Nepal Agricultural Research Council. (File Photo)
KATHMANDU: Nepal Agricultural Research Council (NARC) and the International Rice Research Institute (IRRI) are partnering in the Hybrid Rice Technology Transfer Project.
The two research institutes have inked a memorandum of understanding for this purpose as well. It is expected that the project will add a new dimension to the rice research sector as this five-year project envisages attaining self-sufficiency in rice by developing hybrid varieties through the identification and use of the indigenous and wild varieties of rice in Nepal.
Rice, the staple crop, has contributed much to the food security in the country. Under the project to be implemented with the government’s financial assistance, the overall technology of hybrid rice would be developed within the country itself to be led by the NARC scientists.
As per the memorandum of understanding, IRRI will hand over to NARC the science, technology, skills, and capacity required for the project, which shall make the rice breeding research process prompt, efficient, effective, and reliable through the use of high-end technology for the development of hybrid varieties.
NARC stated that the project will also develop Nepali agricultural scientists capable of employing high technology and innovative thinking. It will be employing Molecular Assisted Breeding, Genomic Selection, Gene Discovery, and Gene Mining techniques. New technology of rice breeding as ‘three-line hybrid’ and ‘two-line hybrid’ would be introduced in the country through this project.
The project aims at the commercialization of hybrid rice which is more productive and climate-resilient.
It is also expected to expand the area of hybrid rice cultivation and thereby contribute to attaining self-sufficiency by means of import substitution.
It has been believed that Nepal would be developed as the proper center of South Asia in view of the use of technology on the basis of the result received after the implementation of the project.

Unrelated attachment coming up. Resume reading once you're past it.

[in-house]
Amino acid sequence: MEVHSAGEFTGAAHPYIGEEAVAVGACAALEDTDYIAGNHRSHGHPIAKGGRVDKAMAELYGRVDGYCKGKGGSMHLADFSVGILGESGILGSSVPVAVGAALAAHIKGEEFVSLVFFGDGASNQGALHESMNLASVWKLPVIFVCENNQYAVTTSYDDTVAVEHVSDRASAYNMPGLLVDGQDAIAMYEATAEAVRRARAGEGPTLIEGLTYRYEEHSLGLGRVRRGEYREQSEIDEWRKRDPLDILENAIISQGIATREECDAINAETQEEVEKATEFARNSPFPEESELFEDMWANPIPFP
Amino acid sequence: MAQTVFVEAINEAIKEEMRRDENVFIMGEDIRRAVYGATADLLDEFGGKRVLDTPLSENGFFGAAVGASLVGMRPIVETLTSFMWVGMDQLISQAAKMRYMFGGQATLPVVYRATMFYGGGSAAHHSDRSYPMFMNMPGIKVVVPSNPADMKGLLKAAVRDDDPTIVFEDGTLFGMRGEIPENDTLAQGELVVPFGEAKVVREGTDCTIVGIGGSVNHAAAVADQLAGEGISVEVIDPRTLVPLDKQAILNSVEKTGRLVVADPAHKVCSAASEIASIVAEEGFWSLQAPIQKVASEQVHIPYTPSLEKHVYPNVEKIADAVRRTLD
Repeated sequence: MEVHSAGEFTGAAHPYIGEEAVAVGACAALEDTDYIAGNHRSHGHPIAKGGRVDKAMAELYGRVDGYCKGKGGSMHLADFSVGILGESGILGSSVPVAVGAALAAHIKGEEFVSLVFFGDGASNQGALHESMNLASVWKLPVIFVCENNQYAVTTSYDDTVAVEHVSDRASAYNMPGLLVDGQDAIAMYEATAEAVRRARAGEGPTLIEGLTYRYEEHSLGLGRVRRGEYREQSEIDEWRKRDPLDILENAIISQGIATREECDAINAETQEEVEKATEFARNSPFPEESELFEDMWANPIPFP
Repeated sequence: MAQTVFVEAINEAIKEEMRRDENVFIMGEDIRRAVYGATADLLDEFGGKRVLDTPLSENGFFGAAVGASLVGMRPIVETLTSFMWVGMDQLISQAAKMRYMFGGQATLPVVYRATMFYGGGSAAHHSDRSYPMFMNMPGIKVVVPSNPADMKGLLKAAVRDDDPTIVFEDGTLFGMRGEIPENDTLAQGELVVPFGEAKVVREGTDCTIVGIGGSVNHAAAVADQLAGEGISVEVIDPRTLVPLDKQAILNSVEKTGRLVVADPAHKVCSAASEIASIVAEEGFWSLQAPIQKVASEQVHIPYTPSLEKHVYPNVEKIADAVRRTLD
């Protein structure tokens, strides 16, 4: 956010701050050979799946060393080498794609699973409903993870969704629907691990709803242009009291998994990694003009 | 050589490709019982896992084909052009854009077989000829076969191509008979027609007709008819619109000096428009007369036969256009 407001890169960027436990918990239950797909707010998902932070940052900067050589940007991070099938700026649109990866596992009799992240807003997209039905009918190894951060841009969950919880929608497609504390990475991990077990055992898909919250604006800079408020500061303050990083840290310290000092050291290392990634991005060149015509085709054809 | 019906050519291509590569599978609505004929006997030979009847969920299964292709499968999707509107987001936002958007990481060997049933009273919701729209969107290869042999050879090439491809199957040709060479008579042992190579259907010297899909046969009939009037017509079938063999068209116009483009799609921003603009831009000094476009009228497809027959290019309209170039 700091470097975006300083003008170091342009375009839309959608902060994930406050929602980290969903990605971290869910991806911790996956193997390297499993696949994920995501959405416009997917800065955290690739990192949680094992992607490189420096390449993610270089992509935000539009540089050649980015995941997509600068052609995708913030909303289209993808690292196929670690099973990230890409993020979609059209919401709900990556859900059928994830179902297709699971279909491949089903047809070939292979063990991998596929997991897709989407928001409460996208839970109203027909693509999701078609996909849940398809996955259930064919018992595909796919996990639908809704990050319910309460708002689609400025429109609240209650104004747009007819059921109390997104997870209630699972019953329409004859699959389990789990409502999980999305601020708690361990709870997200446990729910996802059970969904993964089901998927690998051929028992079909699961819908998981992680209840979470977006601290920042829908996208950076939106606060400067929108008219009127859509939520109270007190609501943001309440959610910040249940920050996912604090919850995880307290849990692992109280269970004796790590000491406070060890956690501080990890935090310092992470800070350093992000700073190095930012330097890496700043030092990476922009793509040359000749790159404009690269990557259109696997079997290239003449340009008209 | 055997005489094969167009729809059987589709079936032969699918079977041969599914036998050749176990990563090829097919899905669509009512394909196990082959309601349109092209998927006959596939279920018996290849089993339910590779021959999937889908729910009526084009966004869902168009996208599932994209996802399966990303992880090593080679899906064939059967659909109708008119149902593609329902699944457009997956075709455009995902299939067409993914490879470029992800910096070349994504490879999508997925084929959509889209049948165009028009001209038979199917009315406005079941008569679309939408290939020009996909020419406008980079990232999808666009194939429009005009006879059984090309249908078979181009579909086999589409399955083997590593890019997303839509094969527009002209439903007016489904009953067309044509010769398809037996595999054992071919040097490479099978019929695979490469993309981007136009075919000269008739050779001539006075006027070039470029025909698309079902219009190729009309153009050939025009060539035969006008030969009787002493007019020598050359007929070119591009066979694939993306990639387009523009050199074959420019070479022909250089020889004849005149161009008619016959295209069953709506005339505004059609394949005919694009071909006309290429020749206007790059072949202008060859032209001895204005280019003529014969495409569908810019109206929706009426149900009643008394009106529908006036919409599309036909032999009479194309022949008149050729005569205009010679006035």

Nepal representative of IRRI, Dr Krishna Dev Joshi, and Executive Director of the Council, Dr Deepak Bhandari, signed the memorandum of understanding (MoU) for the operation of the project.
It has been expected that the project would be a milestone to reduce the import of food grains in Nepal as agro productivity would be increased once the project is brought into full implementation.
On the occasion, Dr Bhandari shared that the collaboration between the two organizations active in the research centers would increase the capacity of agriculture scientists in Nepal.
Although Nepal is an agricultural country, it has been importing rice worth around Rs 32 billion annually in recent years. Per capita consumption of rice is 138 kg annually in Nepal. There is a need for 6.1 million tonnes of paddy and 4.76 million tonnes of rice every year. The country has been producing 3.25 million tonnes of rice every year.
The Council has launched different famous species of paddy including Khumal 4, Radha 4, and Hardinath 1 in the past three decades. It is said that the production of these paddies is very good in the country.
As more than 65 percent of the population is dependent on agriculture for their livelihood, the upliftment of farmers and promotion of hybrid crops would contribute to improving the living standards of the people.
( Narayan Neupane /RSS)